Psychedelics inspiring artists: A conversation with Sylocin


                                                                           Accompany your reading with Sylocin’s music           


Without a doubt, one of the first things that comes to our minds when thinking about psychedelics is the distortion of our vision, followed by visual and auditory hallucinations. To most, these hallucinations are mere imagery or part of our hallucinations generated by our brain, but how would someone with an artistic vein perceive such changes in their sensory and neural sites? 

To understand more how these compounds may influence and inspire someone’s art, we spoke to EDM music producer Sylocin



When did you start producing music and what inspires you?

I first downloaded Fruity Loops when I was 11, around 2014. What inspired me was just a desire to create something that I already like.


Who are some artists you look up to?

Aphex Twin, Armin van Buuren, Headhunterz, S3RL, Shpongle. I incorporate sounds that remind me of the aforementioned artists.


When did you first learn about psychedelics and what do they mean to you?

When I was in middle school we had our science teacher at the time educate us on all of the drugs but I only remembered MDMA and Marijuana. A year later I wanted to astral project because it sounded cool and I stumbled upon a youtube video describing the similarities between astral projection and DMT. I wanted to try DMT, I was 12.


How did psychedelics influence your life and how much did they impact your music production?

Significantly, Psychedelics gave me some auditory-visual synesthesia that remains. I have a highly colorful and abstract music video synchronized to what I am making in my “mind’s eye”.


Have psychedelics influenced your perception of sound and music theory? If so, how?

I don’t know music theory. However, my auditory discrimination has been enhanced by psychedelics.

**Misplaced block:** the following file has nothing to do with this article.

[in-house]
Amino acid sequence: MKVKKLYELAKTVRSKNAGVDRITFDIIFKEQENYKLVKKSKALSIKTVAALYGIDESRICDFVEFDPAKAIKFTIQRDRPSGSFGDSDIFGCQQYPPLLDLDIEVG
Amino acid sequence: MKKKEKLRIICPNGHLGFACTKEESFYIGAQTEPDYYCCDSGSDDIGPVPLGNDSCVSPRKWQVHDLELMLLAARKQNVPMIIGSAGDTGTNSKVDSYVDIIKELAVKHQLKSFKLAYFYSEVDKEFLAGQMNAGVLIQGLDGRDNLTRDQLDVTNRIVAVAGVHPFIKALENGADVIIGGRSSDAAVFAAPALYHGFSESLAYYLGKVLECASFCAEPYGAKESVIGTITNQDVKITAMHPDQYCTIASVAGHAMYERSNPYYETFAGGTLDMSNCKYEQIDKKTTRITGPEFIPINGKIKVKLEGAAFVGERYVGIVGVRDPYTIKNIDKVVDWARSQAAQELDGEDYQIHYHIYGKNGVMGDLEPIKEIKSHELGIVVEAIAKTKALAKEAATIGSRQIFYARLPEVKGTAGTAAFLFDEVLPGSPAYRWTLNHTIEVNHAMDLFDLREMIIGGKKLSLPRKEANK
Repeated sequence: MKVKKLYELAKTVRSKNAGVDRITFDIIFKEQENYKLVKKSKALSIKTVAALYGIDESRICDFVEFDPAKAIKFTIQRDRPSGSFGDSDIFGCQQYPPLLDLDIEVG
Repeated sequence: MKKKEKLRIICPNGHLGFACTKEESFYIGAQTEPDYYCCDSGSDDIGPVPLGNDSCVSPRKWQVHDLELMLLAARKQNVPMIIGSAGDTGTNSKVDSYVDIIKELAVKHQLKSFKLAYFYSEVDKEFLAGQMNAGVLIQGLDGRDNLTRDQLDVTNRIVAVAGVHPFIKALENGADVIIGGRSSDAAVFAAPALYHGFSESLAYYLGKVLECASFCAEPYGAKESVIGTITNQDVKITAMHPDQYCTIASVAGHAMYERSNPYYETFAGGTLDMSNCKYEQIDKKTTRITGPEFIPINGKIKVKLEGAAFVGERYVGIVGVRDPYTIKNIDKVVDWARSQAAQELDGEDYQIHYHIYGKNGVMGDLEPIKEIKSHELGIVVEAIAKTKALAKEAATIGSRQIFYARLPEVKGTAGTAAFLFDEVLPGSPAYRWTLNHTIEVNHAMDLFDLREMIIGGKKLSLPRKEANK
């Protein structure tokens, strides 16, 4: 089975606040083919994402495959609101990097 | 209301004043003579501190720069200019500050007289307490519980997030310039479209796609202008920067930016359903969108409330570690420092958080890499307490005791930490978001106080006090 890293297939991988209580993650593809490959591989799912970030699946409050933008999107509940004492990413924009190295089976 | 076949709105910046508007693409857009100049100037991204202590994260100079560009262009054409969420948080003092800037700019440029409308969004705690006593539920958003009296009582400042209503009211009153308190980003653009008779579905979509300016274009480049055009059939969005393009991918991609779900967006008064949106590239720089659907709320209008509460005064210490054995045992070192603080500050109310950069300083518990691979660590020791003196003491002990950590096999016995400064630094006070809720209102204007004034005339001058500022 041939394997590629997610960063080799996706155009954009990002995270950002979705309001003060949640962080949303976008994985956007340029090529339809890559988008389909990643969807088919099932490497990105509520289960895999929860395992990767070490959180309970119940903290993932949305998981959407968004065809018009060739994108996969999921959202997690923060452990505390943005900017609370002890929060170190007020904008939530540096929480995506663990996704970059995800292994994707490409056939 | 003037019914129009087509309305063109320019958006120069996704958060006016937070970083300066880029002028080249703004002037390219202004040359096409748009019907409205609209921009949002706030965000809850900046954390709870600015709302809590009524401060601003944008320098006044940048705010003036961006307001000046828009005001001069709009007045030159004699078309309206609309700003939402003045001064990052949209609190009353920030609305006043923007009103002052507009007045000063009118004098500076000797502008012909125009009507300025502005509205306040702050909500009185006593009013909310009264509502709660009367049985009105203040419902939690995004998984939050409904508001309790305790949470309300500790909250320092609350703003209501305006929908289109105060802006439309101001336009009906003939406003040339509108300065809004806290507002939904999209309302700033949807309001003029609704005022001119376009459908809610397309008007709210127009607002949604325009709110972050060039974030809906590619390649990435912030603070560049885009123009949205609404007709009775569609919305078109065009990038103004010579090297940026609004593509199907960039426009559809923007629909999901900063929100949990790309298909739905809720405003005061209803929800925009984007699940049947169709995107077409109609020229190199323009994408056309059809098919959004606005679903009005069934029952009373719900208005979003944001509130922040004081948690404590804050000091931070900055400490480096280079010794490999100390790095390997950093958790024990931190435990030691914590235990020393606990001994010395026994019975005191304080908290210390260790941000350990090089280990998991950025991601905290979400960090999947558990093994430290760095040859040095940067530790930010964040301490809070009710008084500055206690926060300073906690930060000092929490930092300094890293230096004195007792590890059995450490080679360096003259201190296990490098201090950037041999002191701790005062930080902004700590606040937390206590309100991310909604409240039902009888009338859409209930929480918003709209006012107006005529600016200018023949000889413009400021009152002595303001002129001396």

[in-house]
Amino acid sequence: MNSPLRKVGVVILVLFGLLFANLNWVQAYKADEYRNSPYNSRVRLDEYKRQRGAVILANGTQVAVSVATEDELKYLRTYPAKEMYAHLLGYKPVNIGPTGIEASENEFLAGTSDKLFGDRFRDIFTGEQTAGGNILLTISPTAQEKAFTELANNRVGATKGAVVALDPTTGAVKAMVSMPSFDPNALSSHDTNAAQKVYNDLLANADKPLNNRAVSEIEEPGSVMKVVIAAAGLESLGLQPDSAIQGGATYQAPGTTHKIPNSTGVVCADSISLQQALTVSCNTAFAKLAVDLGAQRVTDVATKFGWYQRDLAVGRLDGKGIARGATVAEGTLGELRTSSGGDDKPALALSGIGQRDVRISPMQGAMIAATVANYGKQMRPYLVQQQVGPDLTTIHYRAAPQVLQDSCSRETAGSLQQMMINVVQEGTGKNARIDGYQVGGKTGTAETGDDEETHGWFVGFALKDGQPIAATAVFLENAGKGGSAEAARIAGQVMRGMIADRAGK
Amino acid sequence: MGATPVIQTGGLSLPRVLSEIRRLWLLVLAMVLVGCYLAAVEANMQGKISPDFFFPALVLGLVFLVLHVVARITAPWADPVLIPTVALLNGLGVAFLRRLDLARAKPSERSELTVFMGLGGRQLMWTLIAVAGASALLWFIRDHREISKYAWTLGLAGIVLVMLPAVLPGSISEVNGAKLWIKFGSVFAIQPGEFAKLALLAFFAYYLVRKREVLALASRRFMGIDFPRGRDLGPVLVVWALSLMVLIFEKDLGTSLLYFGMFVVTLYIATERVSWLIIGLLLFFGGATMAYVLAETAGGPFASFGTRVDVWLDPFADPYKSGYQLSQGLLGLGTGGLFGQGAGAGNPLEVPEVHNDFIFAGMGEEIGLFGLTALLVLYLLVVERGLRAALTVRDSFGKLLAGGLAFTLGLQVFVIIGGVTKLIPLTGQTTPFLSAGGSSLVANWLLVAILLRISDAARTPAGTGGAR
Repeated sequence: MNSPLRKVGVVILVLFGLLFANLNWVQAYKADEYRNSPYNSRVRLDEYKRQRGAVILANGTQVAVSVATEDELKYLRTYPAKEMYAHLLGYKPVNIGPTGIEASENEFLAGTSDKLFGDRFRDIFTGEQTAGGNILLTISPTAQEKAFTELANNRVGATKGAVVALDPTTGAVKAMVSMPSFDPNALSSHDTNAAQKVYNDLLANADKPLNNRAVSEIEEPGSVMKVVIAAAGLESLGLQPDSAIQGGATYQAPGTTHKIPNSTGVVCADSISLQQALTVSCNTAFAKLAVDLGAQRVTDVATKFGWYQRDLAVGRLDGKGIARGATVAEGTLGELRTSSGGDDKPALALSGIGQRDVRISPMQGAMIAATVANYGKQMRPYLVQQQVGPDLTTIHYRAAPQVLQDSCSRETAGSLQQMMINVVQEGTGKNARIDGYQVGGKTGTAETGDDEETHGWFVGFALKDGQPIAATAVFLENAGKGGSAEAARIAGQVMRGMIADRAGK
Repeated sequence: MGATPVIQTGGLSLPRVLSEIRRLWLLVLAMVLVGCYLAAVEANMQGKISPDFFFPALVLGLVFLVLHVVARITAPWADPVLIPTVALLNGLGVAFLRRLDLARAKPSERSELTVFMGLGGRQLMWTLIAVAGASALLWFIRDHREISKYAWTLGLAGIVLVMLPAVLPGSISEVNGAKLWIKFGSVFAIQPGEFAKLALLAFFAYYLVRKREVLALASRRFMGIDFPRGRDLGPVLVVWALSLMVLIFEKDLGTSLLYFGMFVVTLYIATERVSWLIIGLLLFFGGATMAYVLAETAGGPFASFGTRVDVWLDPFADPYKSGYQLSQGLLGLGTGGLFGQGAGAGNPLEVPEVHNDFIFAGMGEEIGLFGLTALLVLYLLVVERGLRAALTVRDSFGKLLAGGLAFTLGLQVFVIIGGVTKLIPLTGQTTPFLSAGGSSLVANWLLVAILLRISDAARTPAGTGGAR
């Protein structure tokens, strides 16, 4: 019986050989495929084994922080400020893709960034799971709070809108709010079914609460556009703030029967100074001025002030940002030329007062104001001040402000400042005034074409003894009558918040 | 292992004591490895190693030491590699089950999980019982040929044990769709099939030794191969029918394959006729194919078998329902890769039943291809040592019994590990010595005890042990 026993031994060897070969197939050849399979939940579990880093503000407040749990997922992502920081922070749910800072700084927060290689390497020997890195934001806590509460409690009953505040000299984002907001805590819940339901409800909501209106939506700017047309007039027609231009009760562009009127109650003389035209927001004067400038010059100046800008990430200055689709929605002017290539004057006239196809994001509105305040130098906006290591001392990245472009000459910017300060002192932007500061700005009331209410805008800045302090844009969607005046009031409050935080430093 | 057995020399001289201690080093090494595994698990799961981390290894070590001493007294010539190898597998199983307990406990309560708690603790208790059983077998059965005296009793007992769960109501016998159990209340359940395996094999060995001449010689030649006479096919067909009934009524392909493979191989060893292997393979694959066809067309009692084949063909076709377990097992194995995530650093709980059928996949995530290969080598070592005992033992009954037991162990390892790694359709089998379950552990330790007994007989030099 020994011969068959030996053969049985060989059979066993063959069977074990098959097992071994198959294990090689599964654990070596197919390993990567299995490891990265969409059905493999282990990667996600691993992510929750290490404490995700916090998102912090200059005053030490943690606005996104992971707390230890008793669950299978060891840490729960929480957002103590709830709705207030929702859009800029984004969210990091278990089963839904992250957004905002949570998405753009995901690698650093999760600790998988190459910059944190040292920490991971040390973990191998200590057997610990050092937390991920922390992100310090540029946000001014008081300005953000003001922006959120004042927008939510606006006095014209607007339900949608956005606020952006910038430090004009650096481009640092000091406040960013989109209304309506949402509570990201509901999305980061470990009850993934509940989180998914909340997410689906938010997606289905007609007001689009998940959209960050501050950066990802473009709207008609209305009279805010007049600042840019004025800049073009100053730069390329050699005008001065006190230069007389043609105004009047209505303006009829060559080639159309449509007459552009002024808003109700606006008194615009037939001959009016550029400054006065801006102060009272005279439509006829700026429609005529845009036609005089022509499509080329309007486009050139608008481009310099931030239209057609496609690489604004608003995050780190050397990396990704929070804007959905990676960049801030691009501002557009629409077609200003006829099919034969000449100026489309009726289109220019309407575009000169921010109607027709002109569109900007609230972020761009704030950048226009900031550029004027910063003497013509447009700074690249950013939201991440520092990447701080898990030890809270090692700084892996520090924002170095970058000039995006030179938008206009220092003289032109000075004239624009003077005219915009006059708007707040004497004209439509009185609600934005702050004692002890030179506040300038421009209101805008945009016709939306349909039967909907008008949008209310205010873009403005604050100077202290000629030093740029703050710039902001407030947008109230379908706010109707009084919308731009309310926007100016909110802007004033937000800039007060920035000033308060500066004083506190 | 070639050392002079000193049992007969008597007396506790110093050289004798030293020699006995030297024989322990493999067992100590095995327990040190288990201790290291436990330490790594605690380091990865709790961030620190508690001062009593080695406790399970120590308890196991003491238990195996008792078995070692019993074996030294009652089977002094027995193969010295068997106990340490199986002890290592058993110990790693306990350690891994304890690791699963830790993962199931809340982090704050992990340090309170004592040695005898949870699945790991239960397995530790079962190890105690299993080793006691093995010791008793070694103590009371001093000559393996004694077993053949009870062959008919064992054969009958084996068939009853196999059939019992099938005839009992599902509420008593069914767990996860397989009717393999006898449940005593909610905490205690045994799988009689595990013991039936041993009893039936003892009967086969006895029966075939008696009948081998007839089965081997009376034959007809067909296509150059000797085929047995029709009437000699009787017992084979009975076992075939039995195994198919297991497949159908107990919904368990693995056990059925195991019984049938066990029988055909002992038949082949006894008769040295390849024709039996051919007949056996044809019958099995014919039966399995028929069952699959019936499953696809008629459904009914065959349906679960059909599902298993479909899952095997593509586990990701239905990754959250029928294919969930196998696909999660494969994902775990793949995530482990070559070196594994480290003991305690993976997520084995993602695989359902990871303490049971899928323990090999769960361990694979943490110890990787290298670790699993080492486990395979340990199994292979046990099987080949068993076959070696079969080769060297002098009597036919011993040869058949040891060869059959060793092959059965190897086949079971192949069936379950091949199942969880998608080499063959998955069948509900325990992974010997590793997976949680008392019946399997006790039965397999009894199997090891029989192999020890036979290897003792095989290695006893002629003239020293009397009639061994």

Can you describe a particular moment or breakthrough in your music production that occurred while under the influence of psychedelics?

I don’t produce on psychedelics. I am too incapacitated when I use them, it’s been a long time.


How do you prepare for a music production session when you plan to incorporate psychedelics? Do you have a specific setting or ritual?

I am spontaneous and independent of the incorporation of psychedelics.


Do you find that certain psychedelics have different effects on your creativity? For example, does LSD inspire you differently than psilocybin mushrooms?

Yes but I’m not familiar with tryptamines much. LSD would be better to make music on than mushrooms. However, I do use cannabis beforehand on occasion and it helps to motivate me to create a richer sound.


Are there any specific songs you’ve created that were directly inspired by a psychedelic experience? If so, can you tell us about them?

All of my songs are fine-tuned; meaning the whole song’s pitch is increased by .2 – .7 semitones. It recreates a surreal chord progression.


How do you capture and retain the creative ideas that come to you during a psychedelic experience for later use in your music?

Panning of sound effects, making noises move left to right and in other dimensions if the software is advanced enough. I can’t make you feel someone breathe on your neck (external tactile stimuli).


Have psychedelics changed the way you perceive or use musical technology?

I see music because of psychedelics and they’ve aided in details.


In what ways have psychedelics altered your perception of genres and musical styles?

I have more appreciation for all genres of music; it’s art after all.


Have you noticed any long-term changes in your creativity or music production skills as a result of using psychedelics?

No I have not.


What advice would you give to other music producers who are considering using psychedelics to enhance their creativity?

Listen to their music of inspiration and try to replicate what you heard. For instance, I was listening to Angel Eyes by Brisk and Ham (altered) on LSD and I heard a heart rate monitor beeping in synchrony to the melody and kick drum, every 2 beats at 190-205 bpm. So you would overlap a piano roll with a heart beating and monitor beeping sound. Creating a track is equivalent to how one draws or writes a novel in terms of one’s creative approach.


What’s your favorite music to listen to while on psychedelics?

Rave Music. The Supersaws sound much more rich and the kick drums more crispy.


Where can people find your music?

On all streaming platforms. I go by the name “Sylocin” and yes it is “psilocin” misspelled. I’ll give the audience the liberty to pronounce it however they like.

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